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      Valve in valve transcatheter aortic valve implantation (ViV-TAVI) versus redo-Surgical aortic valve replacement (redo-SAVR): A systematic review and meta-analysis

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          Most cited references 30

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          Durability of prostheses for transcatheter aortic valve implantation.

          Transcatheter aortic valve implantation (TAVI) has become the standard of care for inoperable patients, and the preferred treatment option for high-risk patients with severe aortic stenosis. Given that this therapy was intended for elderly patients with limited life expectancy, long-term durability has not been in the focus. Now that TAVI is increasingly being used in patients with intermediate-risk and lower-risk profiles, device durability has gained importance. The available mid-term results for TAVI are promising; however, little is known about the fate of TAVI devices beyond 5 years. The experience with long-term durability of surgical valves shows that ≥10-year follow-up is required to ensure reliable durability data. In this Review, we discuss the existing studies of TAVI durability, highlight differences between surgical and transcatheter treatment of aortic stenosis that might influence durability, and present a clinical solution for failed prostheses. Furthermore, we suggest how device durability might influence the future selection of patients for TAVI.
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            Repeat heart valve surgery: risk factors for operative mortality.

            Patients undergoing repeat heart valve operations are a diverse population. We assessed risk factors for operative mortality in patients undergoing a first heart valve reoperation. A retrospective review of hospital records was performed for 671 patients who underwent first repeat heart valve operations between 1969 and 1998. Univariable and multivariable analyses were performed. Operative mortality was 8.6%. Mortality fell each decade to 4.8% in the most recent period (adjusted chi(2) for linear trend P <.0005). Mortality increased from 3.0% for reoperation for a failed repair or reoperation at a new valve site to 10.6% for prosthetic valve dysfunction or periprosthetic leak and to 29.4% for endocarditis or valve thrombosis. Concomitant coronary artery bypass grafting was associated with a mortality of 15.4% compared with 8.2% when it was not required. Mortality for aortic valve replacement was 6.4%, mitral valve replacement 7.4%, aortic and mitral valve replacement 11.5%, tricuspid valve replacement 25.6%, periprosthetic leak repair 9.1%, and isolated valve repair 2.2%. Among 336 patients requiring replacement of prosthetic valves, mortality was 26.1% for replacement of a mechanical valve compared with 8.6% for replacement of a tissue valve (P <.0005). Multivariable analyses identified year of reoperation, age, coronary artery bypass grafting, indication, and replacement of a mechanical valve rather than a tissue valve as significant explanatory variables for operative mortality. Heart valve reoperations can be performed with an acceptable operative mortality. However, we have identified several categories of patients in whom reoperation carries an increased risk.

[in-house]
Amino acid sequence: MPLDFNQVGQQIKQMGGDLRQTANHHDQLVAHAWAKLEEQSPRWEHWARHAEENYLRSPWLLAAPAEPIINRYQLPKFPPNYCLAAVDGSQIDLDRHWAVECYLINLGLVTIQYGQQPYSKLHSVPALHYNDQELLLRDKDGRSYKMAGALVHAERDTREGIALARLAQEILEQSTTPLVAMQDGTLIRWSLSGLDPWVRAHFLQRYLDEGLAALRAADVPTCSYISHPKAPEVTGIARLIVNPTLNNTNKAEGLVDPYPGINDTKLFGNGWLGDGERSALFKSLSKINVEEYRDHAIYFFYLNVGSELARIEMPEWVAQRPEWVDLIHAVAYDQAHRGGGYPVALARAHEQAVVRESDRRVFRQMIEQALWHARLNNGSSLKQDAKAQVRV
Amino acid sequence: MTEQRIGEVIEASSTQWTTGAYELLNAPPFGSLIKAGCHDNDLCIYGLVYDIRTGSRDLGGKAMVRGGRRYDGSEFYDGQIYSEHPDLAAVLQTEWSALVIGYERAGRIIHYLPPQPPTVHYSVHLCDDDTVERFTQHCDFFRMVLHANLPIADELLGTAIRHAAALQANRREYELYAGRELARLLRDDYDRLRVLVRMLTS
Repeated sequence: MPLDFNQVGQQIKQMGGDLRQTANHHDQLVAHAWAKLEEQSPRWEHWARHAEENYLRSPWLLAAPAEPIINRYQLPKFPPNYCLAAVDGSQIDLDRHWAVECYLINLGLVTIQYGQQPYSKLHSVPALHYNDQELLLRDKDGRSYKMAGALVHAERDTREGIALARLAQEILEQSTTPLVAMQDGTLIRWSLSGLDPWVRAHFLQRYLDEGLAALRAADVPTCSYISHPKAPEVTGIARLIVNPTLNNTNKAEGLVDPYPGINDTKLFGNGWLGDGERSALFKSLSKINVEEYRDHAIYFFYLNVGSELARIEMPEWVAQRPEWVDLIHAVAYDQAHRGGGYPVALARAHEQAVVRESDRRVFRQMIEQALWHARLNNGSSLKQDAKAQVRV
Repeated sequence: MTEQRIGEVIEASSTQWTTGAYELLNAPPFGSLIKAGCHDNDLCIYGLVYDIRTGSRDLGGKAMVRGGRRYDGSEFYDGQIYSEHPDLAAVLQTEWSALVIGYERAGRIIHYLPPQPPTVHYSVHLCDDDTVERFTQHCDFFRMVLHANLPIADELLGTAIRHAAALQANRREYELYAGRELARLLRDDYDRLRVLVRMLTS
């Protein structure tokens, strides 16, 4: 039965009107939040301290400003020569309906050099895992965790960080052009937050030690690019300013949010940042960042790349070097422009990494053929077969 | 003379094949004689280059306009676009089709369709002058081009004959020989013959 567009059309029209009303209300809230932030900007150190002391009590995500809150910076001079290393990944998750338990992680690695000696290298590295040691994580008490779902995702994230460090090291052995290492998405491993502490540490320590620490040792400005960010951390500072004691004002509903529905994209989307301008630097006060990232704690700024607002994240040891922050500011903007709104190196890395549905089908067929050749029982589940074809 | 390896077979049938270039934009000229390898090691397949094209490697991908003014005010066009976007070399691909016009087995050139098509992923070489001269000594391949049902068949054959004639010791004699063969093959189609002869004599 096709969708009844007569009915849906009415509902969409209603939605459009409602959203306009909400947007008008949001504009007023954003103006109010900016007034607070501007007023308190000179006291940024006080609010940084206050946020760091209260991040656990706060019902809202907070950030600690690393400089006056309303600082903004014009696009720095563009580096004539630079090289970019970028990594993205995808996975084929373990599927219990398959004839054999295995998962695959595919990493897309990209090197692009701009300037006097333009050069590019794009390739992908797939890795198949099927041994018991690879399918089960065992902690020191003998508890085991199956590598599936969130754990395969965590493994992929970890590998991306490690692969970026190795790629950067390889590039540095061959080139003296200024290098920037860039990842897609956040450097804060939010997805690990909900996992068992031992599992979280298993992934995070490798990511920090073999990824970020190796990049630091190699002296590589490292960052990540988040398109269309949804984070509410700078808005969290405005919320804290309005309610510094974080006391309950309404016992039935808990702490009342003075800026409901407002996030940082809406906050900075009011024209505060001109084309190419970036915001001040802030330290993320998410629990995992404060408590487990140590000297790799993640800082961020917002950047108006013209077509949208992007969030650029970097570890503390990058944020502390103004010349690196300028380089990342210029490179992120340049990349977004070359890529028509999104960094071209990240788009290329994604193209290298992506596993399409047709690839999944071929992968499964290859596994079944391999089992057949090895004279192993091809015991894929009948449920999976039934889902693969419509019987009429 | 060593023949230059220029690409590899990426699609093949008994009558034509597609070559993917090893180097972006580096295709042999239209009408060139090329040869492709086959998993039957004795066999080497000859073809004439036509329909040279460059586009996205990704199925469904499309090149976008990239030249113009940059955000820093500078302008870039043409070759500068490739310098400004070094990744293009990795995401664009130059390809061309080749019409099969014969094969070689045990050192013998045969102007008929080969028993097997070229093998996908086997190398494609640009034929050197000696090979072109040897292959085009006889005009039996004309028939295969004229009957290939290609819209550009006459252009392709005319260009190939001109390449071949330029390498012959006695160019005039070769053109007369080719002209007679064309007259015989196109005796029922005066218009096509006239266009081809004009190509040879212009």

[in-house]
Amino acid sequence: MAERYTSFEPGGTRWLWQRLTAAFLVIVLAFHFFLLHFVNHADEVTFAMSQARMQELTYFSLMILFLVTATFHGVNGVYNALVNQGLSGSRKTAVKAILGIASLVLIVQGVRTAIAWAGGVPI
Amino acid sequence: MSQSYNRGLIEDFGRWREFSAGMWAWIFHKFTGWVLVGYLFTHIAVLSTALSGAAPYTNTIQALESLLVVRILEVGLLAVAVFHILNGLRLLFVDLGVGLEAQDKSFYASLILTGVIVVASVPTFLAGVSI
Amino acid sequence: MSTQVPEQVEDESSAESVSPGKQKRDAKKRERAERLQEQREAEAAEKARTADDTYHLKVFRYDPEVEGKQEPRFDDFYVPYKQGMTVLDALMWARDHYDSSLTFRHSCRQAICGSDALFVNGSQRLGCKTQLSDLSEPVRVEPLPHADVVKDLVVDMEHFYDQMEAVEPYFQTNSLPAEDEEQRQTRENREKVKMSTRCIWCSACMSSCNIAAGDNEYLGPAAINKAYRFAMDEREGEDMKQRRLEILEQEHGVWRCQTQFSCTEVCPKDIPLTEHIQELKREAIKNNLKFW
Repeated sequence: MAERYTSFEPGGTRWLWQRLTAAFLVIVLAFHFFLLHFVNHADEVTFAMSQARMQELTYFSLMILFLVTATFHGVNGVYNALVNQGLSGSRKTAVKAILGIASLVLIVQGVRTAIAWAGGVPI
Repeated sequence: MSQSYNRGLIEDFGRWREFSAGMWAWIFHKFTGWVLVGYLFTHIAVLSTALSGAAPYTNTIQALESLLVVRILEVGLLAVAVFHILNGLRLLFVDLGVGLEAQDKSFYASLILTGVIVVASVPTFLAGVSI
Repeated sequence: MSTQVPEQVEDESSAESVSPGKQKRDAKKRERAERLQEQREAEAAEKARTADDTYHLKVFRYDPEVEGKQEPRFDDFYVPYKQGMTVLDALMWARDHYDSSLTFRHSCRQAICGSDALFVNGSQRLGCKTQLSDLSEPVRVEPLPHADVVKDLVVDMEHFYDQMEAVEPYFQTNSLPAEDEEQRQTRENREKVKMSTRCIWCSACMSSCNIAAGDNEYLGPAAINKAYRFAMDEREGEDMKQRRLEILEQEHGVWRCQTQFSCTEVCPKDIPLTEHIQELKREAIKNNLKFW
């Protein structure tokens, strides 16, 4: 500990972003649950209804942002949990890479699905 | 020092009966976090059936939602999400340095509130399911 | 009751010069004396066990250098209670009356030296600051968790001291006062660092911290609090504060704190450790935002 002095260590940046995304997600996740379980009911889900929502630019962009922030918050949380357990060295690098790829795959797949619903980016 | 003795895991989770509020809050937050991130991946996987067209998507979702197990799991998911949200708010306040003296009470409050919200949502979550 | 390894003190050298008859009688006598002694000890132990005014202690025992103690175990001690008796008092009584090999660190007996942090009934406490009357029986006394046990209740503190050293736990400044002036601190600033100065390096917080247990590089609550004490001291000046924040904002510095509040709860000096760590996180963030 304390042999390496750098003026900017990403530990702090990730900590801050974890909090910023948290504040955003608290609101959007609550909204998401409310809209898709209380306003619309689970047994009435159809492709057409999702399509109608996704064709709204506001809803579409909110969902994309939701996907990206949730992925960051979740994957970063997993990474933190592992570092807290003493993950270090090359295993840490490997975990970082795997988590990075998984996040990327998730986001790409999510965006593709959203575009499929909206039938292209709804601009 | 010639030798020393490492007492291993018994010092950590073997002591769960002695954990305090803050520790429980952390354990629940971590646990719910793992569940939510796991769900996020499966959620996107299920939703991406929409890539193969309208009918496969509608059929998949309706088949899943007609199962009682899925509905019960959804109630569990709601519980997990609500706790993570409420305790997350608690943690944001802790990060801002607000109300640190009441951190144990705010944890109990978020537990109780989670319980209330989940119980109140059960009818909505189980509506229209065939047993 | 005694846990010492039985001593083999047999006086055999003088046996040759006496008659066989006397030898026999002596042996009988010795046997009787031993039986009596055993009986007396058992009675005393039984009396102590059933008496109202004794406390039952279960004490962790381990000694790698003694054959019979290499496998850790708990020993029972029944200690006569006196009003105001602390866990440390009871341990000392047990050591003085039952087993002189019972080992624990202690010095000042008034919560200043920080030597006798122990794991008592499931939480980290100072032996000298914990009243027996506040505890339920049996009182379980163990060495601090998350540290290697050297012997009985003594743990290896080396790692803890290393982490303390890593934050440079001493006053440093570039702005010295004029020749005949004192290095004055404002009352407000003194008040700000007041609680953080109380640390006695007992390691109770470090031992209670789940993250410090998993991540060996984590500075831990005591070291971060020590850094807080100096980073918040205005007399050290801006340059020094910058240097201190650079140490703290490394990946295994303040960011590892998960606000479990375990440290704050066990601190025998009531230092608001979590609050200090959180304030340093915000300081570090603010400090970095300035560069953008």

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              Aortic Bioprosthetic Valve Durability

              In recent times, there has been a considerable increase in the use of aortic bioprostheses (vs. mechanical prostheses) for treating aortic valve disease, and this tendency is likely to continue in the near future. However, the occurrence of structural valve degeneration, limiting valve durability, remains an important drawback of surgical and transcatheter bioprostheses. In this paper, we provide an overview of bioprosthetic valve durability, focusing on the definition, incidence, mechanisms, predictive factors, and management of structural degeneration of aortic bioprostheses.
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                Author and article information

                Journal
                Journal of Interventional Cardiology
                J Interven Cardiol
                Wiley
                08964327
                October 2018
                October 2018
                May 20 2018
                : 31
                : 5
                : 661-671
                Affiliations
                [1 ]Department of Cardiology, Staten Island University Hospital; Northwell Health, Staten Island; New York City New York
                [2 ]Department of Internal Medicine; Michigan State University; Sparrow Hospital; East Lansing Michigan
                [3 ]Department of Cardiology; University of Miami; Jackson Memorial Hospital; Miami Florida
                [4 ]Department of Cardiology; Mount Sinai St. Luke's Roosevelt Hospital; New York City New York
                [5 ]Department of Internal Medicine; Sparrow Health System; Lansing Michigan
                [6 ]Department of Cardiology; St. John Hospital and Medical Center; Detroit Michigan
                [7 ]Department of Interventional Cardiology; Lenox Hill Hospital, Northwell Health, Manhattan; New York City New York
                [8 ]Department of Internal Medicine; NRI Medical College; Guntur India
                [9 ]Department of Internal Medicine; KVG Medical College; Sullia Karnataka India
                Article
                10.1111/joic.12520
                © 2018

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